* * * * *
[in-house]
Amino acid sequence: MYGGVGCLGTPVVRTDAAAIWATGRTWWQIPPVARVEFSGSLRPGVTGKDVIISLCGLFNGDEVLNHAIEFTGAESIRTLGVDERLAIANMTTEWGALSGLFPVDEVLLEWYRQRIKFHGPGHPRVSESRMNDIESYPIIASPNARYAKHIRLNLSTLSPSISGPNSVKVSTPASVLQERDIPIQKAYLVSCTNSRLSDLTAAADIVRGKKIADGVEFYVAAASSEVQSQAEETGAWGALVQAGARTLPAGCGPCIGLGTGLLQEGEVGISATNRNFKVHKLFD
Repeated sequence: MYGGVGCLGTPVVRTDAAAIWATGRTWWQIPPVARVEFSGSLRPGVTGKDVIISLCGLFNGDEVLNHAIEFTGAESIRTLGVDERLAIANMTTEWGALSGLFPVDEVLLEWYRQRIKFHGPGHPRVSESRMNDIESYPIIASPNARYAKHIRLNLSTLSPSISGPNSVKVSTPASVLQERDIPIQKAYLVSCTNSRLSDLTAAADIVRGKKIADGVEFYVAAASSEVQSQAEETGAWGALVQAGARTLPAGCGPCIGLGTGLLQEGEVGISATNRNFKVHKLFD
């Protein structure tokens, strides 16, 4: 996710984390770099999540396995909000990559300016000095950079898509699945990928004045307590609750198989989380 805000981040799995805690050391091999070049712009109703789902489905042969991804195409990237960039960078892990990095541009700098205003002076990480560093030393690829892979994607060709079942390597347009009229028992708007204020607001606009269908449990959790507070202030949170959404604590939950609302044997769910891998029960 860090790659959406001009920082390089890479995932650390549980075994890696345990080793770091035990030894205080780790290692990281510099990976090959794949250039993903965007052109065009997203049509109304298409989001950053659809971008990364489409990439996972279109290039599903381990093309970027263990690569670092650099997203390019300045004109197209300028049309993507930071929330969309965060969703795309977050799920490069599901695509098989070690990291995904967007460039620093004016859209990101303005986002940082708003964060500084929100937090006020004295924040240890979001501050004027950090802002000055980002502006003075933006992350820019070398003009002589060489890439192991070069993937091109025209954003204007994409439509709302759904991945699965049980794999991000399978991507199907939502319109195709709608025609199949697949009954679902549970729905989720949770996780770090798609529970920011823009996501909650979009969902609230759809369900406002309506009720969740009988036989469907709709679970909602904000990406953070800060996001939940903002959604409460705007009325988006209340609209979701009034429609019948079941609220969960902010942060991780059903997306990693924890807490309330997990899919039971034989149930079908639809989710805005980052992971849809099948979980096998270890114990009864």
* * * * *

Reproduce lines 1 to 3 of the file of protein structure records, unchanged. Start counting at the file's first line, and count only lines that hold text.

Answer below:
[in-house]
Amino acid sequence: MYGGVGCLGTPVVRTDAAAIWATGRTWWQIPPVARVEFSGSLRPGVTGKDVIISLCGLFNGDEVLNHAIEFTGAESIRTLGVDERLAIANMTTEWGALSGLFPVDEVLLEWYRQRIKFHGPGHPRVSESRMNDIESYPIIASPNARYAKHIRLNLSTLSPSISGPNSVKVSTPASVLQERDIPIQKAYLVSCTNSRLSDLTAAADIVRGKKIADGVEFYVAAASSEVQSQAEETGAWGALVQAGARTLPAGCGPCIGLGTGLLQEGEVGISATNRNFKVHKLFD
Repeated sequence: MYGGVGCLGTPVVRTDAAAIWATGRTWWQIPPVARVEFSGSLRPGVTGKDVIISLCGLFNGDEVLNHAIEFTGAESIRTLGVDERLAIANMTTEWGALSGLFPVDEVLLEWYRQRIKFHGPGHPRVSESRMNDIESYPIIASPNARYAKHIRLNLSTLSPSISGPNSVKVSTPASVLQERDIPIQKAYLVSCTNSRLSDLTAAADIVRGKKIADGVEFYVAAASSEVQSQAEETGAWGALVQAGARTLPAGCGPCIGLGTGLLQEGEVGISATNRNFKVHKLFD